March 13, 2008 - Youngsville, LA Pic 3_thumb
As of the first of July, local public agencies
governed by the Brown Act must now see to it that any public record related to
a matter subject to discussion in open session that is made available to a
majority of the members of a legislative body less than 72 hours before a
regular meeting (i.e., after the agenda is posted) must at the same time make a
copy available for public inspection at a place listed on the meeting
  agenda. 

SB 343 by Senator Gloria Negrete McLeod (D-San Bernardino)
also provides that “The local agency also
may
post the writing on the local agency's Internet Web
site in a position and manner that makes it clear that the writing relates to
an agenda item for an upcoming meeting” (emphasis added).
  Aside from the fact that this
provision, voluntary in any event, does not require the agency to specify which
agenda item the material refers to, two other points severely limit this bill’s
mandatory provisions: 

  1. although the mandate relates to a document distributed
    to the board only after the meeting agenda has been posted, there is no
    requirement that the agency separately announce the existence of the
    document(s) distributed to the body; and 
  2. even if someone were somehow to
    learn of the existence of the document(s), it is not clear whether the
    agenda-designated office or location must post the material for complete
    round-the-clock viewing in a public place even outside business hours, as is
    the requirement for the agenda itself.
     
    Many if not most agencies subject to the Brown Act post their agendas at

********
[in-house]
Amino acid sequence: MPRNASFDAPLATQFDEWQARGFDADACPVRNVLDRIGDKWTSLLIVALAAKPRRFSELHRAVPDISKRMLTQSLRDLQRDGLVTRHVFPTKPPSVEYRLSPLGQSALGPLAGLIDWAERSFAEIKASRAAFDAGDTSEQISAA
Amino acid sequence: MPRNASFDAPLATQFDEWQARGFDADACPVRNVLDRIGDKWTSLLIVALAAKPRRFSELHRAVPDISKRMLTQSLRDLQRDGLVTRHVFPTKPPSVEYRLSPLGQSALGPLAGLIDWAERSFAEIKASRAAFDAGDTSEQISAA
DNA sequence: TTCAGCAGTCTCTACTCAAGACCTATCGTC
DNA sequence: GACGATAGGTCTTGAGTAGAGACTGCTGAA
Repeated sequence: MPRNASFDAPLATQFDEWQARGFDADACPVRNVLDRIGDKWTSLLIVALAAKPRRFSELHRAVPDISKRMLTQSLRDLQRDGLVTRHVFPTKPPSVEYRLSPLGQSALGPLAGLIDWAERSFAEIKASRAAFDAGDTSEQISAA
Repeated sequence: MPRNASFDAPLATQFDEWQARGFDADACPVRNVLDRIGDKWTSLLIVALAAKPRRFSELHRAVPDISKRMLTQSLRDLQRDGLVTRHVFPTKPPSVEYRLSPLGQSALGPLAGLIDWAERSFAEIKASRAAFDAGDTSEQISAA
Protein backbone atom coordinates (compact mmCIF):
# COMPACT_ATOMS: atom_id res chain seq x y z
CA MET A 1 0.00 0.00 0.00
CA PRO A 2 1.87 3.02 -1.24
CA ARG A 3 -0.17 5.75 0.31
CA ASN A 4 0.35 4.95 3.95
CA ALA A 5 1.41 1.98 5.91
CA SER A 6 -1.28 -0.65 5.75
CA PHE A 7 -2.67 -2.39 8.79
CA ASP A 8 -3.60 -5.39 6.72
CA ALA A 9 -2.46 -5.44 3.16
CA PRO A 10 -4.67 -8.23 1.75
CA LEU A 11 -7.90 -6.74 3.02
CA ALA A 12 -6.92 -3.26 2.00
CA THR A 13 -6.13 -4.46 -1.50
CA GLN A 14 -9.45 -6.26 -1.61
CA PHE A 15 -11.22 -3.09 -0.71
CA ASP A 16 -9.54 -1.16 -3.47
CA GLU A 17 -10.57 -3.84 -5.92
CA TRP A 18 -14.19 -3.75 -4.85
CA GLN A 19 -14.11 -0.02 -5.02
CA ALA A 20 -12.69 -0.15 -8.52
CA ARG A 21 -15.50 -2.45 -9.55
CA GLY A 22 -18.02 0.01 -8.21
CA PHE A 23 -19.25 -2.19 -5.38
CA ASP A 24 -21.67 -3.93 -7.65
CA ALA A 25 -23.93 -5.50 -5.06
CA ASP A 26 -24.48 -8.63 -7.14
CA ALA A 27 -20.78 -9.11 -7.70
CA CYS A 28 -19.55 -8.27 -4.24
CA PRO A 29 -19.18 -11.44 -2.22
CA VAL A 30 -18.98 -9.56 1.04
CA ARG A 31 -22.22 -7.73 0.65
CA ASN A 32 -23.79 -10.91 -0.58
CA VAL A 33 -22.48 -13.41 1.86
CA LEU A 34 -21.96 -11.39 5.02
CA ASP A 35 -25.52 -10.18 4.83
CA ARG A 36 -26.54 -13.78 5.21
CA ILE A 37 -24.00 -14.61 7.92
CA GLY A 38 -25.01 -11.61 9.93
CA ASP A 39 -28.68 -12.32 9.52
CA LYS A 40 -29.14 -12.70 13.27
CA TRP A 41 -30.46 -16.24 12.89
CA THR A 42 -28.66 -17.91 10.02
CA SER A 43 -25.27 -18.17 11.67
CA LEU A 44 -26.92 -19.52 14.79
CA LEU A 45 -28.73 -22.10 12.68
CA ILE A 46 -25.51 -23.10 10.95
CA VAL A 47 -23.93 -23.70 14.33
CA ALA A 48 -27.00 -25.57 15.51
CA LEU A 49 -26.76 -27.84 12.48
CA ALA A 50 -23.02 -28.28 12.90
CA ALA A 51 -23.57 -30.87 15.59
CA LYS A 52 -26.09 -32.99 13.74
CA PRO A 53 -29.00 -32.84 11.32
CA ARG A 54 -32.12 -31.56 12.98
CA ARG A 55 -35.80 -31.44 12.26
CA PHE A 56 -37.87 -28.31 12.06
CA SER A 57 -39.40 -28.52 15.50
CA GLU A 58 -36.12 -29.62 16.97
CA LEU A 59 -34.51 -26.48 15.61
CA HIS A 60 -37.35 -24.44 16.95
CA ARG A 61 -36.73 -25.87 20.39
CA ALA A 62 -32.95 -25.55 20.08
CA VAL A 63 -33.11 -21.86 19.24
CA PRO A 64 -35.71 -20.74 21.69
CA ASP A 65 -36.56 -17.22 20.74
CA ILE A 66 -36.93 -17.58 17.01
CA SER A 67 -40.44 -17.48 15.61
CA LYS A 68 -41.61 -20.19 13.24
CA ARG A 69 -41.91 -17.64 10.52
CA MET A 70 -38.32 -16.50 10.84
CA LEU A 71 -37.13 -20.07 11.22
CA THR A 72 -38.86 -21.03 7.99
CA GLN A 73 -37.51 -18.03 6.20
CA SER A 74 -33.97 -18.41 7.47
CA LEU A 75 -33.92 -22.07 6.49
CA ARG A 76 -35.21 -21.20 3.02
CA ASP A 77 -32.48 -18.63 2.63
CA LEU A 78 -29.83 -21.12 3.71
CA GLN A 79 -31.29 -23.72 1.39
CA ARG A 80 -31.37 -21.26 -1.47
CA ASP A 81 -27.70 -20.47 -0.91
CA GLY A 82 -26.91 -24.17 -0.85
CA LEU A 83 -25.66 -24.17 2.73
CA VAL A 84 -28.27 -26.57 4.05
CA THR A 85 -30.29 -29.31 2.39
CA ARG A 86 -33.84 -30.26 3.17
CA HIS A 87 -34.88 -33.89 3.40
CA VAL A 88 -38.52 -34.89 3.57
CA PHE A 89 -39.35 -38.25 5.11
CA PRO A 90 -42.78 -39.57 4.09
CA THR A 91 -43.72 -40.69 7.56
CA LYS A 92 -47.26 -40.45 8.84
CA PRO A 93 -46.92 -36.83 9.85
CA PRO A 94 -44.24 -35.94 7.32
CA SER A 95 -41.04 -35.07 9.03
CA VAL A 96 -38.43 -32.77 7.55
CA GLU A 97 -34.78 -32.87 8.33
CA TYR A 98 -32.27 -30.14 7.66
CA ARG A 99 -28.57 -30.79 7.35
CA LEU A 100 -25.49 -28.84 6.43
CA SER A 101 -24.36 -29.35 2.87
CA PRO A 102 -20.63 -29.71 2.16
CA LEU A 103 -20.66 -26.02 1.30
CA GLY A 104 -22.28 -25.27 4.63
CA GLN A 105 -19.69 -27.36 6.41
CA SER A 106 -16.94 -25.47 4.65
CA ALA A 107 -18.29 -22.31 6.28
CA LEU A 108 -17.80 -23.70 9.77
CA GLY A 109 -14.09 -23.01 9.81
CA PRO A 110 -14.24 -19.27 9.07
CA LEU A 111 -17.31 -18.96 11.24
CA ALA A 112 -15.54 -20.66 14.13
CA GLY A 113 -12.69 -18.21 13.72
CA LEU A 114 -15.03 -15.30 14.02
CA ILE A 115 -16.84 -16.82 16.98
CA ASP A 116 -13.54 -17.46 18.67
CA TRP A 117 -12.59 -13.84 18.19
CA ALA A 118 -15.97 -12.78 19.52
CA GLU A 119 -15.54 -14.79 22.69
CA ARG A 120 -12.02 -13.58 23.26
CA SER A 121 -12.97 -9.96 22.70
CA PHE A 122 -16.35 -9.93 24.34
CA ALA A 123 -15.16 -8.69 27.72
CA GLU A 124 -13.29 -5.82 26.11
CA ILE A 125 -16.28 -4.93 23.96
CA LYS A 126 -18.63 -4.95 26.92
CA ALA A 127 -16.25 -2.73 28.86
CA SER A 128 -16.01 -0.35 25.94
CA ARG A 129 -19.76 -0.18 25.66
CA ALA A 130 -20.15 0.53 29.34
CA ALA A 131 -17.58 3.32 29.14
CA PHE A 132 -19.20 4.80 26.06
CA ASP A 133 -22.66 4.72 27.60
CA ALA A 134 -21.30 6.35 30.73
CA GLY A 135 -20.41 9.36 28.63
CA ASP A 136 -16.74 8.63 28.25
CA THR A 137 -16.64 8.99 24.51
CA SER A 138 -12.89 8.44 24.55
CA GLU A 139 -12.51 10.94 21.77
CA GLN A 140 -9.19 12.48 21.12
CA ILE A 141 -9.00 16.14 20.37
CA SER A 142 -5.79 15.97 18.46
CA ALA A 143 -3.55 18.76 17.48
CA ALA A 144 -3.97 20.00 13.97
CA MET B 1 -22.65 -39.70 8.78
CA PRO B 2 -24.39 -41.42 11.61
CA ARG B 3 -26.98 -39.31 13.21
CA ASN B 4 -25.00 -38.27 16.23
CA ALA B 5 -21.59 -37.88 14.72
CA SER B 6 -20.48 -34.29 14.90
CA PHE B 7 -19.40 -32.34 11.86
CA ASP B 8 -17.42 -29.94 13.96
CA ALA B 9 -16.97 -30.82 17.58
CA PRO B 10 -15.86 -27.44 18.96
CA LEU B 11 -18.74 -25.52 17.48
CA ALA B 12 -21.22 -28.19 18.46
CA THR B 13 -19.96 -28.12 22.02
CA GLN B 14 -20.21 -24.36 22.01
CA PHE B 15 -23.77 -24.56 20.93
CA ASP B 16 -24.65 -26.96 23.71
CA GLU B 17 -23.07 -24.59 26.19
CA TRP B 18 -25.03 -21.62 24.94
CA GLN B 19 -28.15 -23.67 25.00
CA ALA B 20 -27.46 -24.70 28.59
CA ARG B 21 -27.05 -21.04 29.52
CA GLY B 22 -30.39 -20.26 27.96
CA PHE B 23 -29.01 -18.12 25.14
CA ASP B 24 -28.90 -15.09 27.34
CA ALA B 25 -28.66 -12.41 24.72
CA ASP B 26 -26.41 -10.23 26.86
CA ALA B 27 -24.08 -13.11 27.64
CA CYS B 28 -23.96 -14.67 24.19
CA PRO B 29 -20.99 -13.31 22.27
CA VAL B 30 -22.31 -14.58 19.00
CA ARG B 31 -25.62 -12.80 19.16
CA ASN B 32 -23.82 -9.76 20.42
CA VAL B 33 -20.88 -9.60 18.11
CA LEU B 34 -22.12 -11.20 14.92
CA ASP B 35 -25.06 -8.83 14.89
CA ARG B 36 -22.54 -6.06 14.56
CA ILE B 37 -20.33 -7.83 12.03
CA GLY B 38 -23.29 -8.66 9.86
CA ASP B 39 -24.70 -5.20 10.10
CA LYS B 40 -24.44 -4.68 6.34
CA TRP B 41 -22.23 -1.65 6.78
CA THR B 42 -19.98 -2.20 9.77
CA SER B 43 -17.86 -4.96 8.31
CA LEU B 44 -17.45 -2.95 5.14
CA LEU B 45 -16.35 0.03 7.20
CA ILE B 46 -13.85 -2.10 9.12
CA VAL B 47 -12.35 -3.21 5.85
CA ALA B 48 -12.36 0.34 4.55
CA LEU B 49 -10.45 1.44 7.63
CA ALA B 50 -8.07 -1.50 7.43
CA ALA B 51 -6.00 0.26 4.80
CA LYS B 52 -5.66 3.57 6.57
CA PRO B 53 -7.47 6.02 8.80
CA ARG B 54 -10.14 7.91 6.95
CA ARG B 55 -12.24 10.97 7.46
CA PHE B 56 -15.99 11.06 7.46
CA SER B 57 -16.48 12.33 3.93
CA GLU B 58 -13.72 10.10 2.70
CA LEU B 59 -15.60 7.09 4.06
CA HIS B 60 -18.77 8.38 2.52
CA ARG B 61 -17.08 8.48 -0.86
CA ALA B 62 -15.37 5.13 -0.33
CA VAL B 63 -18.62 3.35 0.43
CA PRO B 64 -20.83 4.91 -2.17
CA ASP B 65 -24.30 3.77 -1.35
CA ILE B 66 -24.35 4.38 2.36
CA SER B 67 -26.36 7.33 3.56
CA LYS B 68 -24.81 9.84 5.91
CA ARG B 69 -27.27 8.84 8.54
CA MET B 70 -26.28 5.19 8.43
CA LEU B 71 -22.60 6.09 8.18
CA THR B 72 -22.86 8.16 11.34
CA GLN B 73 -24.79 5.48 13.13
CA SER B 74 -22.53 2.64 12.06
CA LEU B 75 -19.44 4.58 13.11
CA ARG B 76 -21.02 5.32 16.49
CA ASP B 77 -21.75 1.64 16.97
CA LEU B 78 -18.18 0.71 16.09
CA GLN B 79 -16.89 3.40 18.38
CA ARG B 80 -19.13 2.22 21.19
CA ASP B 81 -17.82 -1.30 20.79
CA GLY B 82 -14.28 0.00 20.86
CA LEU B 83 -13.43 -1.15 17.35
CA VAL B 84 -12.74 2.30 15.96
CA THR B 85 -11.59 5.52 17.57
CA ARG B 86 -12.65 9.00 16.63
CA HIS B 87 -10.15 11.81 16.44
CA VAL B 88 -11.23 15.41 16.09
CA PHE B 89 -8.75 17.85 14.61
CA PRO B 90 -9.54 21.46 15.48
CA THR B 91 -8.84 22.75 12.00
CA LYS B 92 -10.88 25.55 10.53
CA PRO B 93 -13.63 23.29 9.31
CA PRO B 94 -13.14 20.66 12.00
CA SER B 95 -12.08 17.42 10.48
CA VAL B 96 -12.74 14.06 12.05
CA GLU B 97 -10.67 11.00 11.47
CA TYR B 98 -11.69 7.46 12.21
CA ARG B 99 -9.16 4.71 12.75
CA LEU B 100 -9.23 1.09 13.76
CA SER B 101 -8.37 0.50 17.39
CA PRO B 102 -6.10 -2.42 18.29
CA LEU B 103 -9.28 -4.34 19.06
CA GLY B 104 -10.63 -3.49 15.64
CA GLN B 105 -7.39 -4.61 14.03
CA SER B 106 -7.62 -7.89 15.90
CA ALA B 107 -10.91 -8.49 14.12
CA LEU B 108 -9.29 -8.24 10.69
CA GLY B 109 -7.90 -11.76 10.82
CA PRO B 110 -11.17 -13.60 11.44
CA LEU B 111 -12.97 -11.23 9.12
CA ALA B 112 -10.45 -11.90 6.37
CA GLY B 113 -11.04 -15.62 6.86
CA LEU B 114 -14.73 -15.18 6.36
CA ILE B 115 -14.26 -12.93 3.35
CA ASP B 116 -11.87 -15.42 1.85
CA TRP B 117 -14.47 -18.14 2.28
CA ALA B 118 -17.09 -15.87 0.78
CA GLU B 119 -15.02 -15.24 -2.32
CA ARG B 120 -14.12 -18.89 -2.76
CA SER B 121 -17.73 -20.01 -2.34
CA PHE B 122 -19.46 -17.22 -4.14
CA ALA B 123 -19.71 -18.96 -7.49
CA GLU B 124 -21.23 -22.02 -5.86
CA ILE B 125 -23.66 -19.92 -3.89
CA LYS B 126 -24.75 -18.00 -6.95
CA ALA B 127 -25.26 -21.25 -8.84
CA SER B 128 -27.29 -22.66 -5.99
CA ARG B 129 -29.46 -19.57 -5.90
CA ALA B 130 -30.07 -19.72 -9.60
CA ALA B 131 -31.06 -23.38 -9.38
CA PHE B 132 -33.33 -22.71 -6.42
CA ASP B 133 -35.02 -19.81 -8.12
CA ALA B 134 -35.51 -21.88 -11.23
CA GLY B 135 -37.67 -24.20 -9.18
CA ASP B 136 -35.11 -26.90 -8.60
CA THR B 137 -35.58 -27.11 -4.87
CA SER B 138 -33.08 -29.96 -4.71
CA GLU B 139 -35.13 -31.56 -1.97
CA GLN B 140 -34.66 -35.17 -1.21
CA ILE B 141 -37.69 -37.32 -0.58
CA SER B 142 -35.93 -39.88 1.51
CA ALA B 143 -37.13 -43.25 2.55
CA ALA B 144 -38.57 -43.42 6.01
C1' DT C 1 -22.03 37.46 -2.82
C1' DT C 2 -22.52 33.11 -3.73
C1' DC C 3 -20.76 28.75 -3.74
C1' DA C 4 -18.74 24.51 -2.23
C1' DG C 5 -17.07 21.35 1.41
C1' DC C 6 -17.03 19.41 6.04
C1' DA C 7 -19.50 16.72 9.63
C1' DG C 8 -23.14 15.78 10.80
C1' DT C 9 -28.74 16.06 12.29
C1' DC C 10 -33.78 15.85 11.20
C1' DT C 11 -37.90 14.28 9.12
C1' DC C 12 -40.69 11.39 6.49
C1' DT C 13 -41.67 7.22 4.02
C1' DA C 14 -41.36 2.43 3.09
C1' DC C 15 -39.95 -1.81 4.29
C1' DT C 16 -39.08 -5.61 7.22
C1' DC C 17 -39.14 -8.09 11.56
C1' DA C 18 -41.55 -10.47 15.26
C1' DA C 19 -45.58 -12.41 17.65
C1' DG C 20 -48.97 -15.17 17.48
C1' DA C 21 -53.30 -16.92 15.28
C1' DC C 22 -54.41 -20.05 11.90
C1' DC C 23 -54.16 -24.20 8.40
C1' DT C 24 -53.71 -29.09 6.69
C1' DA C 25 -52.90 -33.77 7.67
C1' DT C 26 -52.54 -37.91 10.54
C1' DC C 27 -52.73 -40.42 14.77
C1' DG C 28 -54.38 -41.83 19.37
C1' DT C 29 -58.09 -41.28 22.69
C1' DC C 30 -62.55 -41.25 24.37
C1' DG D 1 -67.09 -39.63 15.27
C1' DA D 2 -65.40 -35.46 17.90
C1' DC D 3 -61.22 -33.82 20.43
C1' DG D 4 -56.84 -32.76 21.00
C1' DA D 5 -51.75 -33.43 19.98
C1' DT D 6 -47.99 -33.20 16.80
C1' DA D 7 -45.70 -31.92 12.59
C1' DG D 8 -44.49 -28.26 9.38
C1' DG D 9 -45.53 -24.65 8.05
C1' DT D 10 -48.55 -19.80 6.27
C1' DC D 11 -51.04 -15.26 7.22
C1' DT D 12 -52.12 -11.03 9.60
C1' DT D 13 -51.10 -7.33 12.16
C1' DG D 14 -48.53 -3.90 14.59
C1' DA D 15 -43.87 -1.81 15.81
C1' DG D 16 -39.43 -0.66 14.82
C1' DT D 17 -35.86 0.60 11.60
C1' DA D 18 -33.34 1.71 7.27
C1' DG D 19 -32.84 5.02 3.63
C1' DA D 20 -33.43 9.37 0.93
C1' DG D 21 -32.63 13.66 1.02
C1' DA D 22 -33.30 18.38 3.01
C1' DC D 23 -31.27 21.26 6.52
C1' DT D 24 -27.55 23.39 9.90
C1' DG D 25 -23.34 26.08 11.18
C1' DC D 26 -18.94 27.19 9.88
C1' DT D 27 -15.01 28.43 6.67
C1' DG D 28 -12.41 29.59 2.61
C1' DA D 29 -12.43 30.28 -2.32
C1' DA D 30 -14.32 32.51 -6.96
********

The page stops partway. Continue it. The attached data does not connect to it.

the close of business on Friday, for a meeting Monday or Tuesday evening.
      

Adding to the confusion is the fact
that the Brown Act does not now require, and never has required, posting of
agenda-related documents distributed to the body
on or before
the 72-hour mark, even if directly referenced in the
agenda.
  

Bottom line: documents
distributed to the body early may or may not be referenced on the posted
agenda; those distributed after that agenda posting may be required to be open
to review somewhere, but the agency need not alert the public that they are
available.
  

Agencies with the habit
of acting transparently will no doubt do the right thing in this case and let
the public know where it can view the late-distributed documents in the run-up
to the meeting.
  But some will no
doubt rely on the gaps in SB 343 and catch the public by surprise with records
in the body’s hands that no one in the community knew were available to
review.
  Or they may simply avoid
the bill’s coverage altogether by using special meetings for those matters
where they believe late-arriving
 
documents will be convenient. 

The California Association of Realtors,
principal sponsor of the bill, will presumably be keeping an eye on how it is
complied with.